• Future

The Day Decision-Making Becomes Joyful again

  • Future

What is the way to sustain­able corpo­rate lead­er­ship … to Good Gover­nance as defined in the Unit­ed Nations’ goals? We present the answers in our Future series, today: the CEO Day. This US Amer­i­can idea is so compelling that it is a mystery why the word has not spread yet. For what would serve an enter­prise better than have their top exec­u­tives work in all peace in quiet — at least for one day per month — rather than spend their time in video calls and meetings?

The Value of a Day with­out Commitments

In 2017, Michael E. Porter and Nitin Nohria of Harvard Busi­ness School published the results of a long-term study1: top deci­sion-makers are prac­ti­cal­ly always “on duty“. Their work­ing aver­age on a regu­lar week day is approx. 10 hours, approx. 4 hours on week­ends and 2.4 hours even on vaca­tions. Every­body wants to have access to them; the study partic­i­pants spent aorund 72 per cent of their work­ing time in meet­ings. On top of that, there are repre­sen­ta­tive oblig­a­tions, such as appear­ances at asso­ci­a­tions or in the media, or welcom­ing new staff members.

So it seems like a dream come true when their sched­ule has a mini­mum of one work day per month with­out any appoint­ments or commit­ments. But it is a dream with clear bene­fits: as a busi­ness person, you can final­ly do busi­ness, e.g. come up with your own ideas, draft projects and, most of all, be spon­ta­neous. The mid and long-term effects in terms of sustain­abil­i­ty are massive: you will get a much more direct and there­fore better feel­ing for your enter­prise. What is more, a manag­er who dares to break new ground in such a way will also moti­vate their staff.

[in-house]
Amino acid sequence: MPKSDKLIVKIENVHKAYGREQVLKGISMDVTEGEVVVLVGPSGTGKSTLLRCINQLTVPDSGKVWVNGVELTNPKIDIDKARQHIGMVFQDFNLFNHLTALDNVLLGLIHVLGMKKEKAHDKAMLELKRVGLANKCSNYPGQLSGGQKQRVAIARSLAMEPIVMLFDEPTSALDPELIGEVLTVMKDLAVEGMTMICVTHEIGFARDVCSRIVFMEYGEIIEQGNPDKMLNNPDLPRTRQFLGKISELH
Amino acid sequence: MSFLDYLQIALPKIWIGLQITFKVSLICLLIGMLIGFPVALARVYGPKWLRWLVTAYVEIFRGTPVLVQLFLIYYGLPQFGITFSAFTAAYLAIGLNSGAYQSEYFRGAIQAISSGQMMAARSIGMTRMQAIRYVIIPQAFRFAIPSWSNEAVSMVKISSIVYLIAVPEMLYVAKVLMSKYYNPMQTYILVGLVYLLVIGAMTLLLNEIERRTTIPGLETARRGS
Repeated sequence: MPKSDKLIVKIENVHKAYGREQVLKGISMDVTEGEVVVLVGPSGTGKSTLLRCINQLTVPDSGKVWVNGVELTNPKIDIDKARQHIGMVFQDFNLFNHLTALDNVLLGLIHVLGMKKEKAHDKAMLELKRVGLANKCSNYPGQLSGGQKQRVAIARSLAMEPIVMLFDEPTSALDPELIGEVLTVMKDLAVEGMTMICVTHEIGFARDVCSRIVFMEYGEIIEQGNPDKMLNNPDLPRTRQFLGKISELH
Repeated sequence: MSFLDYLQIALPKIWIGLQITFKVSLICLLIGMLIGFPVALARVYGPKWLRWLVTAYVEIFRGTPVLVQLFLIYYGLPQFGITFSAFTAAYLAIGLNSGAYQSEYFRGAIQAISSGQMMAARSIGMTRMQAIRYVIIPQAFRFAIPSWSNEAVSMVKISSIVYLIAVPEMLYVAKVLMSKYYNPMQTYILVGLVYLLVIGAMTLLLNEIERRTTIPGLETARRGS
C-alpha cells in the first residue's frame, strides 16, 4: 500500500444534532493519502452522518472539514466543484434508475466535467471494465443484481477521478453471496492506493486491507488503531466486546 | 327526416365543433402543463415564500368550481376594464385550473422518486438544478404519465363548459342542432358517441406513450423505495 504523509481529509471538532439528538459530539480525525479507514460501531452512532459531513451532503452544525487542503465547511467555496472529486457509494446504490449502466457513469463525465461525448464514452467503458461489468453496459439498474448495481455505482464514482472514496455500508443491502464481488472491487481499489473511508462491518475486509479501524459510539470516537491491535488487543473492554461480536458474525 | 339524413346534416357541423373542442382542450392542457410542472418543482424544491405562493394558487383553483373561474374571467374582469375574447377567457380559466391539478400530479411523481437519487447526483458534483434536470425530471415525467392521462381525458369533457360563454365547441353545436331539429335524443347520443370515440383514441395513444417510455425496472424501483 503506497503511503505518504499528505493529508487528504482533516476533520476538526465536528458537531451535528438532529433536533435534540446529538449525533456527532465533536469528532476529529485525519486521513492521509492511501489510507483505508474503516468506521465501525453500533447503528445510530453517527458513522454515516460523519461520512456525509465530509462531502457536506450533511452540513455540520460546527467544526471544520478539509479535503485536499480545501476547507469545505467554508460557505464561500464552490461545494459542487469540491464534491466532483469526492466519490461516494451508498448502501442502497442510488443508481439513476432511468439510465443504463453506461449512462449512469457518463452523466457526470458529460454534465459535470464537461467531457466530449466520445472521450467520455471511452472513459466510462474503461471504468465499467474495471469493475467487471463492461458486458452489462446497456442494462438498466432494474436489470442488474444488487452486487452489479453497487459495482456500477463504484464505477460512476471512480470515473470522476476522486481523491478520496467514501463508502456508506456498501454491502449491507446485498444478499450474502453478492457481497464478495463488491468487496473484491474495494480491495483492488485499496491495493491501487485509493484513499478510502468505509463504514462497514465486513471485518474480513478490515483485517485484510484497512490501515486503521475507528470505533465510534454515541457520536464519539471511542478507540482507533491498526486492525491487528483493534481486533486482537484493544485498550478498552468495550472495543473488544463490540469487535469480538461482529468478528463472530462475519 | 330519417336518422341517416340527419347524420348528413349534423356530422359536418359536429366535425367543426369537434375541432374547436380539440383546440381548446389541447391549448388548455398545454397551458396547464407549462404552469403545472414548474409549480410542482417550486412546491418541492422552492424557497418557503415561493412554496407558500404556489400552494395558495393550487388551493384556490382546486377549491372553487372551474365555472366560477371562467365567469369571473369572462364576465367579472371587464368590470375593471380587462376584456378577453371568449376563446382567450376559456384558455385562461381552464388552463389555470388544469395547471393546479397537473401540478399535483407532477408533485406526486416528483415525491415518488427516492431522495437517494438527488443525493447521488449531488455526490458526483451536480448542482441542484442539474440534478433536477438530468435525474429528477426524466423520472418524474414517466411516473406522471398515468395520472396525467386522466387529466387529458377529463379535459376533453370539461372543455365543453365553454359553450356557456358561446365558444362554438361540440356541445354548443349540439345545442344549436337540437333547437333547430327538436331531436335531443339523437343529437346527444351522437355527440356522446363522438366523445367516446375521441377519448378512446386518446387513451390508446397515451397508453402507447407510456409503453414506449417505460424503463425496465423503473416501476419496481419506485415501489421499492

Escap­ing Routine, Embrac­ing Joy

So what do you do with a day that sudden­ly pops up in your diary all white and clean? For a success­ful CEO Day, busi­ness consel­lours recom­mend you look at concrete topics – with­out the pres­sure of present­ing a result at the end of the work­ing day, mind you. Among the tips are enjoy­ing creativ­i­ty but also reliev­ing your­self of the pres­sure of long procras­ti­nat­ed tasks:

· You could take the time to cross-check corpo­rate figures or study the market. What are recent devel­op­ments and what do they indi­cate? Do KPIs real­ly tell you what you want to know? Where are new oppor­tu­ni­ties evolv­ing and where would it be better to draw the line?
· You could unclut­ter your in-box and use the time to final­ly read through some of those inter­est­ing newslet­ters or magazines.
· You could brush up your knowl­edge – with tech­ni­cal maga­zines, a new book, or by sitting down togeth­er with your inter­nal subject matter experts.
· You could work on your own ideas or draft new strate­gies for your enter­prise. Do not forget your own good in the process, though: What could you do in order to better dele­gate tasks and thus take away some of your work­ing load?
· Speak with co-work­ers that you would other­wise only meet in the corri­dor … and, most of all, listen to them. There may be an other­wise incon­spic­u­ous office clerk with inter­est­ing ideas for your compa­ny under their chest.

How to Make Your CEO Day a Success

In case you are begin­ning to like the idea, here are a few tips for putting it into practice:

· From the very begin­ning, involve your ’inner circle’ by explain­ing the purpose of a CEO Day. This way, you will avoid irri­ta­tions that may occur when you unex­pect­ed­ly remain unavail­able for the entire day.
· There is no need to spend the day at the office; a quiet café or your own patio sure­ly make for good alter­na­tive work­ing loca­tions. Just do make sure that your surround­ings are not keep­ing you from working.
· Keep routine tasks out of this day! For, if you don’t, it will become a repos­i­to­ry for open items on your to-do list and quick­ly degen­er­ate to just anoth­er work­ing day.

And now a final and espe­cial­ly good argu­ment for your CEO Day: it promotes sustain­abil­i­ty and your good lead­er­ship qual­i­ties with­out cost­ing you a single cent!

1 Harvard Busi­ness Review 2018: „How CEOs Manage Time“ – hbr.org/2018/07/how-ceos-manage-time